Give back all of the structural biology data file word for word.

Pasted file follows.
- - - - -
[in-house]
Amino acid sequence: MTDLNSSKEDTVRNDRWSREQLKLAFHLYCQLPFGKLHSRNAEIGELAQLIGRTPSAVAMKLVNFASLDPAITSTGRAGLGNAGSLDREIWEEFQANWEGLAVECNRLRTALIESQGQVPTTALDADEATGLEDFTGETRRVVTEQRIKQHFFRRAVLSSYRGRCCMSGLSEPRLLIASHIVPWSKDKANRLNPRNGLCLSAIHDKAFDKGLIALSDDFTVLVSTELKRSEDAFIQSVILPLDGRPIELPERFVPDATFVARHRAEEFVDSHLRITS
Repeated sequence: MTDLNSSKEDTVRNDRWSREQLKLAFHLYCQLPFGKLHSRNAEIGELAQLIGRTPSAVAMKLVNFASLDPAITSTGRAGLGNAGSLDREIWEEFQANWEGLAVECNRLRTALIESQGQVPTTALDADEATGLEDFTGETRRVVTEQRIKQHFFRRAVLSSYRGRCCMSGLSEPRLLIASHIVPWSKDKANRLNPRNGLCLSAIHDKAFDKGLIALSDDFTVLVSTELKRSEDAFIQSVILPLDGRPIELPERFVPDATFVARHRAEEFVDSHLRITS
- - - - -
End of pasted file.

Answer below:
[in-house]
Amino acid sequence: MTDLNSSKEDTVRNDRWSREQLKLAFHLYCQLPFGKLHSRNAEIGELAQLIGRTPSAVAMKLVNFASLDPAITSTGRAGLGNAGSLDREIWEEFQANWEGLAVECNRLRTALIESQGQVPTTALDADEATGLEDFTGETRRVVTEQRIKQHFFRRAVLSSYRGRCCMSGLSEPRLLIASHIVPWSKDKANRLNPRNGLCLSAIHDKAFDKGLIALSDDFTVLVSTELKRSEDAFIQSVILPLDGRPIELPERFVPDATFVARHRAEEFVDSHLRITS
Repeated sequence: MTDLNSSKEDTVRNDRWSREQLKLAFHLYCQLPFGKLHSRNAEIGELAQLIGRTPSAVAMKLVNFASLDPAITSTGRAGLGNAGSLDREIWEEFQANWEGLAVECNRLRTALIESQGQVPTTALDADEATGLEDFTGETRRVVTEQRIKQHFFRRAVLSSYRGRCCMSGLSEPRLLIASHIVPWSKDKANRLNPRNGLCLSAIHDKAFDKGLIALSDDFTVLVSTELKRSEDAFIQSVILPLDGRPIELPERFVPDATFVARHRAEEFVDSHLRITS